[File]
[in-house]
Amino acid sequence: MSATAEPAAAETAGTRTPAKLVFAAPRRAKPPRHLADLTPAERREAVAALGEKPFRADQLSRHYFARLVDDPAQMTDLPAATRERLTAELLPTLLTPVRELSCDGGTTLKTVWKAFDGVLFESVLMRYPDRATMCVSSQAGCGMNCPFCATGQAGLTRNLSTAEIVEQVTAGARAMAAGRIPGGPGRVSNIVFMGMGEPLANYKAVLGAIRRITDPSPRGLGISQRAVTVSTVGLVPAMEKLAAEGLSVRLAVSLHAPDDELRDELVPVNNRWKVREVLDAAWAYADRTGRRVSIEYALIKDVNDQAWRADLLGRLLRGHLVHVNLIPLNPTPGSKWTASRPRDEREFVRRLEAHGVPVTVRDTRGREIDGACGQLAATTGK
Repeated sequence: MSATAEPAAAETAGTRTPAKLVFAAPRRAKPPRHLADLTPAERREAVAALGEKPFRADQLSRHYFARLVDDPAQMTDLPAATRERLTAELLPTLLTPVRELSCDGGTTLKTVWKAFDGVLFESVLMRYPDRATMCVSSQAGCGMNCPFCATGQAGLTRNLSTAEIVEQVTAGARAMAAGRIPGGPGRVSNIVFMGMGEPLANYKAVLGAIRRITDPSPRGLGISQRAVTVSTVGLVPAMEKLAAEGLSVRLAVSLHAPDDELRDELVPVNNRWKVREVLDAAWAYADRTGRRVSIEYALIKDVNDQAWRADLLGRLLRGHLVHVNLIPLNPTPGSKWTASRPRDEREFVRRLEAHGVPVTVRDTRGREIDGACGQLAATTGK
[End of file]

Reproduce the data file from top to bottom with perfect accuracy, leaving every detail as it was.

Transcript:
[in-house]
Amino acid sequence: MSATAEPAAAETAGTRTPAKLVFAAPRRAKPPRHLADLTPAERREAVAALGEKPFRADQLSRHYFARLVDDPAQMTDLPAATRERLTAELLPTLLTPVRELSCDGGTTLKTVWKAFDGVLFESVLMRYPDRATMCVSSQAGCGMNCPFCATGQAGLTRNLSTAEIVEQVTAGARAMAAGRIPGGPGRVSNIVFMGMGEPLANYKAVLGAIRRITDPSPRGLGISQRAVTVSTVGLVPAMEKLAAEGLSVRLAVSLHAPDDELRDELVPVNNRWKVREVLDAAWAYADRTGRRVSIEYALIKDVNDQAWRADLLGRLLRGHLVHVNLIPLNPTPGSKWTASRPRDEREFVRRLEAHGVPVTVRDTRGREIDGACGQLAATTGK
Repeated sequence: MSATAEPAAAETAGTRTPAKLVFAAPRRAKPPRHLADLTPAERREAVAALGEKPFRADQLSRHYFARLVDDPAQMTDLPAATRERLTAELLPTLLTPVRELSCDGGTTLKTVWKAFDGVLFESVLMRYPDRATMCVSSQAGCGMNCPFCATGQAGLTRNLSTAEIVEQVTAGARAMAAGRIPGGPGRVSNIVFMGMGEPLANYKAVLGAIRRITDPSPRGLGISQRAVTVSTVGLVPAMEKLAAEGLSVRLAVSLHAPDDELRDELVPVNNRWKVREVLDAAWAYADRTGRRVSIEYALIKDVNDQAWRADLLGRLLRGHLVHVNLIPLNPTPGSKWTASRPRDEREFVRRLEAHGVPVTVRDTRGREIDGACGQLAATTGK